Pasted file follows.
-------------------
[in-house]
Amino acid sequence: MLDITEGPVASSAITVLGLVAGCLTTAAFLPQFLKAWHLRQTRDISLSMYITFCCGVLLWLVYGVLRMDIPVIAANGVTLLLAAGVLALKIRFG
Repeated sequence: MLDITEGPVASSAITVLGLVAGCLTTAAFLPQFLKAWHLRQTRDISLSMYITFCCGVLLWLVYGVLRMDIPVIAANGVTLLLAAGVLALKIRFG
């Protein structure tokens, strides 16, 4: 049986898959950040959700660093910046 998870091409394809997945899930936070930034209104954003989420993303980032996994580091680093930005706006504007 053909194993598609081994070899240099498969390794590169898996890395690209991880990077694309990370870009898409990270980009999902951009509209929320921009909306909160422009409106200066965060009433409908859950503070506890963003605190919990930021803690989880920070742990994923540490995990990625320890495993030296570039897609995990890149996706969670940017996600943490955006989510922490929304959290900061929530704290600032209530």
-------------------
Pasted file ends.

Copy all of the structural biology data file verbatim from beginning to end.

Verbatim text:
[in-house]
Amino acid sequence: MLDITEGPVASSAITVLGLVAGCLTTAAFLPQFLKAWHLRQTRDISLSMYITFCCGVLLWLVYGVLRMDIPVIAANGVTLLLAAGVLALKIRFG
Repeated sequence: MLDITEGPVASSAITVLGLVAGCLTTAAFLPQFLKAWHLRQTRDISLSMYITFCCGVLLWLVYGVLRMDIPVIAANGVTLLLAAGVLALKIRFG
């Protein structure tokens, strides 16, 4: 049986898959950040959700660093910046 998870091409394809997945899930936070930034209104954003989420993303980032996994580091680093930005706006504007 053909194993598609081994070899240099498969390794590169898996890395690209991880990077694309990370870009898409990270980009999902951009509209929320921009909306909160422009409106200066965060009433409908859950503070506890963003605190919990930021803690989880920070742990994923540490995990990625320890495993030296570039897609995990890149996706969670940017996600943490955006989510922490929304959290900061929530704290600032209530």